“Don’t shoot him, Mickey!” The life-worn mother yells in desperation at her youngest son as his shaking hand points a gun at the man who was his childhood best friend. “For God’s sake, don’t shoot him, Mickey! You can’t! He’s your brother!”
The stage falls silent as the reality of her revelation soaks into both of the young men. “It’s true,” she continues desperately. “Twins, Mickey. You were twins. And with seven mouths to feed already, what could I do? Mrs. Lyons couldn’t have children, and she wanted one so desperately, oh, Mickey, she took Eddie, and he’s your brother! Please put down the gun.”
“My brother? Why, Ma? Why’d you do it?” Mickey cries in sudden realization of what his life could have been had he been the one given away. “Why couldn’t she have taken me instead, and then I could have had a good life! I could’ve been him and had everything!”
He raises the gun and shots are heard.
“Have you heard the tale about the Johnstone twins?” the narrator asks from his perch on a step. “Separated at birth, they were born on the same day, and they died on the same day.”
In City Theatre’s presentation of Blood Brothers by playwright Willy Russell, author of Educating Rita and Shirley Valentine, we find the answers to the question of what happens when two brothers are separated at birth, finally meet and become best friends and then fall in love with the same girl. The answers are not pretty, but they are intriguing.
Set in Liverpool, England, between 1965 and 1989, Blood Brothers is a classic British rock musical, incorporating a live, three-piece onstage band. With traces of Jesus Christ Superstar and early 1980s pop music creeping their way through the Liverpool-textured sound, each song takes the audience one more step in a journey through working-class England as the story follows these two boys as they battle the twists and turns of fate their mothers have set in motion for them.
“After all,” sneers the narrator in his knowing, self-righteous tone, “a deal has been struck, and a pact has been sealed. Now there was no way to stop the hand of fate.”
The production, directed by Sacramento City College theater arts instructor and local actor/director Luther Hanson, is a colorful and vibrant one, despite its somewhat less-than-cheerful subject matter.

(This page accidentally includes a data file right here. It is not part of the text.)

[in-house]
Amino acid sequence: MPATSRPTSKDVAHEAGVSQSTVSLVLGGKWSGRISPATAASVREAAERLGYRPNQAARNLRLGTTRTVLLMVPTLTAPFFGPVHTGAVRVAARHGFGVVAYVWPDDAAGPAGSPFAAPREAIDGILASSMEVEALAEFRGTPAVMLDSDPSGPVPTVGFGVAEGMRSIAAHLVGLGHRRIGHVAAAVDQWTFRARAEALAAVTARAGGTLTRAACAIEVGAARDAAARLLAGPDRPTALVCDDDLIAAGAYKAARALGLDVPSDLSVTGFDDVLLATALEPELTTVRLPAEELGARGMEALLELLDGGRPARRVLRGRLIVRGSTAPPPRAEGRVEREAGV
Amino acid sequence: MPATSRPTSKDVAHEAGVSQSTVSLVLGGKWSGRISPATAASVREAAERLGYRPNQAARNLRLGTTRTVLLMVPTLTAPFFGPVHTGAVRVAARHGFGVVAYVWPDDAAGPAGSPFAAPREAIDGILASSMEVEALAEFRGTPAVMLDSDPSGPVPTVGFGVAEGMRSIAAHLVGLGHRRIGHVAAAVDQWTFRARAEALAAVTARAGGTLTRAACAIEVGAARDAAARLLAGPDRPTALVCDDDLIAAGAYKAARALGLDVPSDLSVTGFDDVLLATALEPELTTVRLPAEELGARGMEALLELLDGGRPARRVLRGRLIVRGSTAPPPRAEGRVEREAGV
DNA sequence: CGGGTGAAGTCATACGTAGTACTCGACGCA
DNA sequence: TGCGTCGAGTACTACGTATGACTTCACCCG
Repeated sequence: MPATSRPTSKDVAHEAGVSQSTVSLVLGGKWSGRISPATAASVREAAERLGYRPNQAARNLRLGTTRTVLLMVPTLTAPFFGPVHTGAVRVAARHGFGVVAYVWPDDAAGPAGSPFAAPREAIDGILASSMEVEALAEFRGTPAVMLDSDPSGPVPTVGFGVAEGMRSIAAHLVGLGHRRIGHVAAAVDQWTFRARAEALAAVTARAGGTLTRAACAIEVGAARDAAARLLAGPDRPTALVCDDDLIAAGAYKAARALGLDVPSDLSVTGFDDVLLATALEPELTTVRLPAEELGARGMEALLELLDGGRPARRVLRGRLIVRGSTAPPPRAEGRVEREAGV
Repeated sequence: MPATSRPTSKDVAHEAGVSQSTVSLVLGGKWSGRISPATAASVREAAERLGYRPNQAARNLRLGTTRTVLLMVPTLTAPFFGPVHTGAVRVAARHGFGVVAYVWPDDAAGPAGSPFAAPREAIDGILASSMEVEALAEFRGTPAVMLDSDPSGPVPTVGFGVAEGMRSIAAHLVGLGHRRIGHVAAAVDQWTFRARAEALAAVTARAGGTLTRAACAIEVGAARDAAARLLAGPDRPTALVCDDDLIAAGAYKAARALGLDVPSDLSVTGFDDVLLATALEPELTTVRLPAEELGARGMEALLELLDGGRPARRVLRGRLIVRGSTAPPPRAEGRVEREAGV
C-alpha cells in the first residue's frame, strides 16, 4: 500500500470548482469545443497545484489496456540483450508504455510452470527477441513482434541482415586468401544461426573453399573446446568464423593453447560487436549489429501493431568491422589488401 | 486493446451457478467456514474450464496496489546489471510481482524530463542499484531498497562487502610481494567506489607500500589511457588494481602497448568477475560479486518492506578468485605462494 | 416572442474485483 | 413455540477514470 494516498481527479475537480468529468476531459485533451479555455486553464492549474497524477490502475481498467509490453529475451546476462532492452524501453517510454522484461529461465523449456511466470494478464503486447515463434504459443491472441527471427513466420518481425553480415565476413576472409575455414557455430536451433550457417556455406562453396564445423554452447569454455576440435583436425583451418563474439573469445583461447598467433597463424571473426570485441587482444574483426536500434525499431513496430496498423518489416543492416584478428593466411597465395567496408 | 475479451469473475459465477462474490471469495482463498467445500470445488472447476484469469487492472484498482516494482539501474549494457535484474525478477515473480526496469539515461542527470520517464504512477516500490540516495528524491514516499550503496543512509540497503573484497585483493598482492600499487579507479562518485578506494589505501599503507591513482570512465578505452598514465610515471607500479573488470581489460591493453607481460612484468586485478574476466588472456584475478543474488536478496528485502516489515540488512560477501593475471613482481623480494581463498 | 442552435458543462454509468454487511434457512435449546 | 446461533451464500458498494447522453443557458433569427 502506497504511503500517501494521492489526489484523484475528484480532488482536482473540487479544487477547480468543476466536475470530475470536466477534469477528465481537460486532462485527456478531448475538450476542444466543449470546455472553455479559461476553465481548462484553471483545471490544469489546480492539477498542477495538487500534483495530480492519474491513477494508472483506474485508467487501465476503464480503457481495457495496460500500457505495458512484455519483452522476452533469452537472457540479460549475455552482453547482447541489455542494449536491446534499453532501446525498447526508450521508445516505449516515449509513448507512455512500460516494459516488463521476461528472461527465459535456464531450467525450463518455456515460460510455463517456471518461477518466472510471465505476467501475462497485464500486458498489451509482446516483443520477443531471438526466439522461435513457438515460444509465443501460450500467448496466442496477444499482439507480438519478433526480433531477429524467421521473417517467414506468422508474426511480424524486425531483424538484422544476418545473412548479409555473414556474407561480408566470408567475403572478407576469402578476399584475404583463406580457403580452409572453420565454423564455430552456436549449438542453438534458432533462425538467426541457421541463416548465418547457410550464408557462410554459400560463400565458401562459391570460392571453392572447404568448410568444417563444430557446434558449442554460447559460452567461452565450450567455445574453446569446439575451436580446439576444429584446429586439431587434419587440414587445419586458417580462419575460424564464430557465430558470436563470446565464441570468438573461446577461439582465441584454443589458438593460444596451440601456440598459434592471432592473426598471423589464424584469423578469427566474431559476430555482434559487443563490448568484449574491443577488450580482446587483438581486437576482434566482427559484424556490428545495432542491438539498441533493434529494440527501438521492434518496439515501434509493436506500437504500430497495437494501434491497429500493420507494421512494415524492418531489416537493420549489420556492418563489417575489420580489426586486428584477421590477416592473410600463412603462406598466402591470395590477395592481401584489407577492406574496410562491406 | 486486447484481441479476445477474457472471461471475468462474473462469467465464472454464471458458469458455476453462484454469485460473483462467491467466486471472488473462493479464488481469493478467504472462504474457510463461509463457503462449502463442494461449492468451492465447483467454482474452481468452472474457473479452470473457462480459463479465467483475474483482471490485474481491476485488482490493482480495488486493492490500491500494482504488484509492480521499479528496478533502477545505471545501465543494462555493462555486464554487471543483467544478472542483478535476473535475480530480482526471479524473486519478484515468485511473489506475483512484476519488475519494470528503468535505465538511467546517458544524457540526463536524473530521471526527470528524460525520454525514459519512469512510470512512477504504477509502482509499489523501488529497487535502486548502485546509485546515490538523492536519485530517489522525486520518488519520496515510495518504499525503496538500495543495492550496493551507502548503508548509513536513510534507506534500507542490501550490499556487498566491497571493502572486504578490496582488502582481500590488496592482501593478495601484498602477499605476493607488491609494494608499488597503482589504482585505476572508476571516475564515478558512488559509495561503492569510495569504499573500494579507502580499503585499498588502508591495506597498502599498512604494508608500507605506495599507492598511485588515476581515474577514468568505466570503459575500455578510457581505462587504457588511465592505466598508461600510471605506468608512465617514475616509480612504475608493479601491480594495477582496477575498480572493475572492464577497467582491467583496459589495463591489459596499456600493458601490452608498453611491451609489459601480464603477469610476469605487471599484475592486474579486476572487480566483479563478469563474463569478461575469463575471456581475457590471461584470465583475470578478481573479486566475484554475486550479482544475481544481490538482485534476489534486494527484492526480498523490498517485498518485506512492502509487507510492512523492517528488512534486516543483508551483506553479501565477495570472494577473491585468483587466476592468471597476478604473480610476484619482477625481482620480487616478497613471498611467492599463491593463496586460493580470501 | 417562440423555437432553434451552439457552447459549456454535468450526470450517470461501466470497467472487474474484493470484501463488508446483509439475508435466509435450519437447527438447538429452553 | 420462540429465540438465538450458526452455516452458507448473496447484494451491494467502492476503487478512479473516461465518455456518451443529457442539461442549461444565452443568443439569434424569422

The play manages to shine with a cast of 16 actors and an ensemble belting out tune after tune on the subjects of love, life and loss.
David Holmes manages a powerful and moving performance in the role of Mickey, the brother who was kept and who grew up in the crime-filled streets of Liverpool. Holmes offers impeccable transitions of his character from a 7-year-old boy to the down-on-his-luck man he would become.
Likewise, Jason Stevens in the role of Eddie Lyons, the brother who was given away and raised in the lap of luxury and privilege delivers a strong, convincing performance.
Taking the part of Linda, the beautiful young woman who comes between Mickey and Eddie and seals the fate of the brothers, is local actress Phoenix Vaughn. Vaughn offers a delightful performance with smooth transitions from the bubbly schoolgirl in love with Mickey, to the woman torn between her love for her troubled husband, Mickey, and her growing love for Eddie.
Martha Omiyo Kight and Monica May are perfect in the roles of the mothers who set the twisted wheels of fate in motion. Kight’s strong, entrancing vocals mix with those of Jeremiah Lowder in the haunting role of the Narrator and the voice of fate and regret, forming the foundation for the musical aspect of the show.
The performance lags at several intervals, and some blocking seems forced if not simply implausible, perhaps because of awkward set design—a street lamp is placed two feet in front of the seating on one part of the stage, partially obstructing the audience’s view.
Though Mickey and Eddie may meet a forlorn fate, the fate of City Theatre’s Blood Brothers looks promising. Outstanding performances, live music and excellent choreography make this a production worth venturing out in the cold to see.